Energy stocks sink but oil bounces as year ends
With business light, stock markets flitted in and out of positive territory and Shanghai ended a rollercoaster year on a low note, losing almost one percent.
Crude prices edged up slightly but were unable to claw back the losses of more than three percent suffered Wednesday after data showed a surprise jump in US commercial stockpiles.
Along with a sharp growth slowdown in China, the slump in commodities has been a key story through 2015, with the cost of oil down more than 60 percent from recent peaks seen in summer 2014.
Crude has been hammered by anaemic demand, a slowdown in the global economy — particularly China — a worldwide supply glut and a strong dollar.
In Hong Kong petroleum-linked firms dipped, with CNOOC down 1.6 percent, PetroChina off one percent and Kunlun Energy 0.3 percent lower.
And in Sydney mining giant BHP Billiton lost 1.3 percent while Rio Tinto eased 0.2 percent and Santos shed 2.7 percent.
“This year has been a very volatile and difficult year as the markets were assaulted by volatility from different asset classes,” Kelvin Tay, regional chief investment officer at UBS’s wealth management business in Singapore, told Bloomberg News.
“The sharp selloff in the commodities market badly affected the Asian currency markets, especially Southeast Asian currencies and equities.”
– ‘Monkey market’ –
However, he added: “China’s economy will have a soft landing in 2016.”
The slowdown in China’s growth, and fears about Beijing’s ability to manage it, sent shudders through global markets in the summer, slicing trillions off valuations. The Shanghai index, which had soared 150 percent in 12 months crashed more than 40 percent, with profit-taking and concerns about high valuations also stoking worries.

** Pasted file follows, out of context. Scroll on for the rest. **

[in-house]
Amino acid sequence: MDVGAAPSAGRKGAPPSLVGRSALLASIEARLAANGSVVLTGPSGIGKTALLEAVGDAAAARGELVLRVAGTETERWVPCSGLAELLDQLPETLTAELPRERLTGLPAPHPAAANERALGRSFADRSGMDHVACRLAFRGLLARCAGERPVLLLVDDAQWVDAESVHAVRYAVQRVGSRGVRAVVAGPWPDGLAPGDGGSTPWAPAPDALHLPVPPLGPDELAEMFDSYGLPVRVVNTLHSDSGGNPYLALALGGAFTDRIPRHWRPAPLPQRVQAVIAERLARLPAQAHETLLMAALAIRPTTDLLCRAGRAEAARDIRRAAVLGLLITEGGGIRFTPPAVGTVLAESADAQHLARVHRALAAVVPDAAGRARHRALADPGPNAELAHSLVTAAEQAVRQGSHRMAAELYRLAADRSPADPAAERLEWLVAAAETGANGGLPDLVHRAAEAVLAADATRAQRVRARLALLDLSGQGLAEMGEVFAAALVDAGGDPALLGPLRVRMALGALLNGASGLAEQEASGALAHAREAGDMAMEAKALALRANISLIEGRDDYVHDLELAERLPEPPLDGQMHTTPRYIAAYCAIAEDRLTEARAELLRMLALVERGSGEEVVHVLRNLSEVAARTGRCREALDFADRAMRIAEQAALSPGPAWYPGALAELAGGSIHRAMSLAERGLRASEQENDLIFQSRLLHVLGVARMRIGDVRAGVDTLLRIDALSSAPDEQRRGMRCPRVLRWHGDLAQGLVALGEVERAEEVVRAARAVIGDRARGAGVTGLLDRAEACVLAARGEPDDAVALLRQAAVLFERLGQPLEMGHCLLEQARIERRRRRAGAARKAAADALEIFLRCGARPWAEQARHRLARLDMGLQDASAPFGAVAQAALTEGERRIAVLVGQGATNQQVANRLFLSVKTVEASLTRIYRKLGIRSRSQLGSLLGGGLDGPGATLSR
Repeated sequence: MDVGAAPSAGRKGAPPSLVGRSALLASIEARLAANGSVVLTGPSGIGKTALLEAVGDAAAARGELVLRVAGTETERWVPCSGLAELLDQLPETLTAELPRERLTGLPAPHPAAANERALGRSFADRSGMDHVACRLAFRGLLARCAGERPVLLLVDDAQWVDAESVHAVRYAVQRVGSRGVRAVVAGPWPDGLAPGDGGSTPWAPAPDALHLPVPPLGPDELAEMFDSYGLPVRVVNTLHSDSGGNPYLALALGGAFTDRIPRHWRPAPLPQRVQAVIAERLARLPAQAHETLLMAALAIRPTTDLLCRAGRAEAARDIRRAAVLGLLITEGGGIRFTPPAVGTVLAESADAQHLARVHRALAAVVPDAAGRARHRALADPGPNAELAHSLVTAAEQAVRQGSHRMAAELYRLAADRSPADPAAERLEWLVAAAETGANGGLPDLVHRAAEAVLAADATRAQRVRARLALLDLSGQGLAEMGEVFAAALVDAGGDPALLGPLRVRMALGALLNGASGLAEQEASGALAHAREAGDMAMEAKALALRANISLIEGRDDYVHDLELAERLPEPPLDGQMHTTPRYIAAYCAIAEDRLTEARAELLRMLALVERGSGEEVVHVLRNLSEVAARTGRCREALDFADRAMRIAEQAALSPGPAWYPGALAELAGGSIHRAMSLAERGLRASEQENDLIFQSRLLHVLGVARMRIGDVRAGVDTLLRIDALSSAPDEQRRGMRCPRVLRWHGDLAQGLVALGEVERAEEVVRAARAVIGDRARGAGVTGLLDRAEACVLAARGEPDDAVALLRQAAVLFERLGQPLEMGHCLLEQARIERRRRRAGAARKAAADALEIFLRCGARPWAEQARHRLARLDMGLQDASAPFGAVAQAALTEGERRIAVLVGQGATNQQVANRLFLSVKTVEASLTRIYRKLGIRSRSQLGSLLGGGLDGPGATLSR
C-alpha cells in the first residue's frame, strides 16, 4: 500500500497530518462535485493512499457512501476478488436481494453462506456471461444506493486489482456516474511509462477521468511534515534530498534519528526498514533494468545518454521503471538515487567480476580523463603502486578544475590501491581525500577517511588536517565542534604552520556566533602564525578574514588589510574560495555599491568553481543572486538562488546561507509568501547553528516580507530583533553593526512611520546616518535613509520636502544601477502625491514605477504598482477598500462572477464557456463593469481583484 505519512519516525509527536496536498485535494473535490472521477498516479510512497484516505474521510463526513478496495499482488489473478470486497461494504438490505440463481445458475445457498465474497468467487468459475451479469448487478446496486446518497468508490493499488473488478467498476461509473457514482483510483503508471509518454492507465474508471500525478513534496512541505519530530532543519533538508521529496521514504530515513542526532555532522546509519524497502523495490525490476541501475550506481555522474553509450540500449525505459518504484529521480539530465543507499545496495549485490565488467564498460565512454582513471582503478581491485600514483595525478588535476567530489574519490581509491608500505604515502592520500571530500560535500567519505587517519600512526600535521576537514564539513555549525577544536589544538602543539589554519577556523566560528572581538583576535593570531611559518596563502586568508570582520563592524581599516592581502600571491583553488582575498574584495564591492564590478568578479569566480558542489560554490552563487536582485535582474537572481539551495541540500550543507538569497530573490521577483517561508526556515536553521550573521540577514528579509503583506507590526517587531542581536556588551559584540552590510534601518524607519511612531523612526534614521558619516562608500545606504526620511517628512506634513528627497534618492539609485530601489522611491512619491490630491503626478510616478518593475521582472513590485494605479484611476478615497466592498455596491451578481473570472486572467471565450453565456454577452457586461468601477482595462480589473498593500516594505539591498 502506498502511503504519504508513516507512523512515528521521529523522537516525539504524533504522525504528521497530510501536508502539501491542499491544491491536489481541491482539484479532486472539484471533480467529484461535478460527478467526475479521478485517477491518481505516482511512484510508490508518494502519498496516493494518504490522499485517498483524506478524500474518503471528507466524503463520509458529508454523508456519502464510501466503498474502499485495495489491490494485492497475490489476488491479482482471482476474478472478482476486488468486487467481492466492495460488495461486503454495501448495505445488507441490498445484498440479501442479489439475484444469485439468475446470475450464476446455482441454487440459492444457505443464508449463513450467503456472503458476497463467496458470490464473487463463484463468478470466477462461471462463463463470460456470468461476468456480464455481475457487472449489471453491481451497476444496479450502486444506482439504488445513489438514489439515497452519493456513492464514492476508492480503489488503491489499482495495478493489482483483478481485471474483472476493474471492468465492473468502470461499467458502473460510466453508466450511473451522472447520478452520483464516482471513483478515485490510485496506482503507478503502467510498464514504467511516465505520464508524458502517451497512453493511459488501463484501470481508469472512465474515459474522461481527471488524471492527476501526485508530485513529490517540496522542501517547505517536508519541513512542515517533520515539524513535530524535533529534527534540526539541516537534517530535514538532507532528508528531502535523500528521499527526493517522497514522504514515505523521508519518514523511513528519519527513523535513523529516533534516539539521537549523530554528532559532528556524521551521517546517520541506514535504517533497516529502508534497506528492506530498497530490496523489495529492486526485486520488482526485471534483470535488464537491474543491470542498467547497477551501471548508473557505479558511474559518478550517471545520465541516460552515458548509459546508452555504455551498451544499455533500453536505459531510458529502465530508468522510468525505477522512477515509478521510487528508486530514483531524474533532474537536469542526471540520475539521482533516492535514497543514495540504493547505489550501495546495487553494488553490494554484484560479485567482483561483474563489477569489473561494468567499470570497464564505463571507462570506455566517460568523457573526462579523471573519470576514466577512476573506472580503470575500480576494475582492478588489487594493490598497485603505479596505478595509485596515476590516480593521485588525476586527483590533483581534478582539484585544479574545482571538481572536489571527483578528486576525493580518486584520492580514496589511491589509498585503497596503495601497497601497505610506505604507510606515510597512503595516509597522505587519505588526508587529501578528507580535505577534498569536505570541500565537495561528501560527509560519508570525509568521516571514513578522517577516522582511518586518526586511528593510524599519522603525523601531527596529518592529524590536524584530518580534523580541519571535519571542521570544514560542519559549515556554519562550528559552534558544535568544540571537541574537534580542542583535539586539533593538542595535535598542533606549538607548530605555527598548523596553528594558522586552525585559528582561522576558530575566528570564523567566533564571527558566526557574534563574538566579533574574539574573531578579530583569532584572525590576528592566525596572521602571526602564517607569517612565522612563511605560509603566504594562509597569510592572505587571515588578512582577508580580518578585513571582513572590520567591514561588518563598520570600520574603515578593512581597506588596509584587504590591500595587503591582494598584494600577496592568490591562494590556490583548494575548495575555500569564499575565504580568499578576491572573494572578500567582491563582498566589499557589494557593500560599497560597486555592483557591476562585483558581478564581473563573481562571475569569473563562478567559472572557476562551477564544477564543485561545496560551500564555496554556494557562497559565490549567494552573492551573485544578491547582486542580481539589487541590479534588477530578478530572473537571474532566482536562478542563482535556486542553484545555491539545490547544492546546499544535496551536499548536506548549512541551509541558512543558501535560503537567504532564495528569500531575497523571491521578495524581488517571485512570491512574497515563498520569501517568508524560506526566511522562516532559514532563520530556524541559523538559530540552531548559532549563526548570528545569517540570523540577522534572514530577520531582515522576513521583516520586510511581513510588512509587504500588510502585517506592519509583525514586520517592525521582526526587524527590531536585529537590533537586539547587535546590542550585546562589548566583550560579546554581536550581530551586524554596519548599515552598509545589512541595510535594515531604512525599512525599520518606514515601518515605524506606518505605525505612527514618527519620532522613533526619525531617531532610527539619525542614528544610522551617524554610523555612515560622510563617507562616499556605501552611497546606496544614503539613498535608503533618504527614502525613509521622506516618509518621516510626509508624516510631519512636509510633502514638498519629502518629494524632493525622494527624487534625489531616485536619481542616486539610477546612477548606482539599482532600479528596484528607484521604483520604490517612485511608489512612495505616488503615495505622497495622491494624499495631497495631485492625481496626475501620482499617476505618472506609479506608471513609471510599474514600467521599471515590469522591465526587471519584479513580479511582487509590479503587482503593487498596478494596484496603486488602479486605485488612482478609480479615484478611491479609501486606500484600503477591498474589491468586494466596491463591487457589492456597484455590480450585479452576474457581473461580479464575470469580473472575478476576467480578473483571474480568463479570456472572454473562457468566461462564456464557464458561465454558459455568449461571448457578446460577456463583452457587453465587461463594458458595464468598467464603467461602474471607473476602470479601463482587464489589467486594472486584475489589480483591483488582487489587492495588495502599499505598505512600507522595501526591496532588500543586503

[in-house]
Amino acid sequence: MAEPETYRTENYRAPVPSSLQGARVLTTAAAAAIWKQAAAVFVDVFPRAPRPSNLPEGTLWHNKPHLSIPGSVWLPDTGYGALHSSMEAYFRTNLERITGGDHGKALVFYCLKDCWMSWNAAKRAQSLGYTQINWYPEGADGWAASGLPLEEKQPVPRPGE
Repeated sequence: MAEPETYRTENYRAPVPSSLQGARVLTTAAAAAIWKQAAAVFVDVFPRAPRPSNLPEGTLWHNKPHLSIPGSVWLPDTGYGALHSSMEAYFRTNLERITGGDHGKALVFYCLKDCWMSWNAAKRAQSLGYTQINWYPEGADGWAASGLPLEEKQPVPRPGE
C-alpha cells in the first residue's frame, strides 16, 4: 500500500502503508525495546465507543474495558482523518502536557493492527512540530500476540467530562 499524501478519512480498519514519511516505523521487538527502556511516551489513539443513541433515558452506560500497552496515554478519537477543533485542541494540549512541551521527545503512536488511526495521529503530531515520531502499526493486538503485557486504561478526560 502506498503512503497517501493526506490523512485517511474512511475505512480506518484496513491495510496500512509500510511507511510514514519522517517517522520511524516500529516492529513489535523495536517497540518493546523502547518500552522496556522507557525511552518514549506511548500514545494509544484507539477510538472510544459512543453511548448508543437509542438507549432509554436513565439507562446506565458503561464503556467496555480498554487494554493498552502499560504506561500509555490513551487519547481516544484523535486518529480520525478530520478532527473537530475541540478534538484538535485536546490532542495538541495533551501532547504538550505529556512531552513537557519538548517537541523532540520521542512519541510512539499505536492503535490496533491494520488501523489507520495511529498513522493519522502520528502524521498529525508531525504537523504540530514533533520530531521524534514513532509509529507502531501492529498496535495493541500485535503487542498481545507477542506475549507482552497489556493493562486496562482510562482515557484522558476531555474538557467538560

On Thursday markets limped towards the finish line, with Hong Kong ending up 0.2 percent and Sydney easing 0.5 percent by the close.
Hong Kong lost more than seven percent in 2015 while Sydney was two percent lower, having succumbed to the summer sell-off after a bright start to the year.
Shanghai closed down 0.9 percent, drawing to a close one of the most painful years in its 25-year history but still ending it 9.4 percent to the good.
“It was the year of the ‘monkey market’ for Chinese stocks — jumping up and down like a monkey,” said professor Oliver Rui of the China Europe International Business School.
Tokyo and Seoul were closed for public holidays, while most regional markets will be shut Friday for New Year’s Day.
– Key figures around 0710 GMT –
Hong Kong – Hang Seng: UP 0.2 percent at 21,914.40 (close)
Shanghai – composite: DOWN 0.9 percent at 3,539.18 (close)
Sydney – S&P/ASX200: DOWN 0.5 percent at 5,295.9 (close)
Euro/dollar: DOWN to $1.0930 from $1.0932 late Wednesday
Dollar/yen: DOWN to 120.42 yen from 120.52 yen
New York – Dow: DOWN 0.7 percent at 17,603.87 (close)
London – FTSE 100: DOWN 0.6 percent at 6,274.05 (close)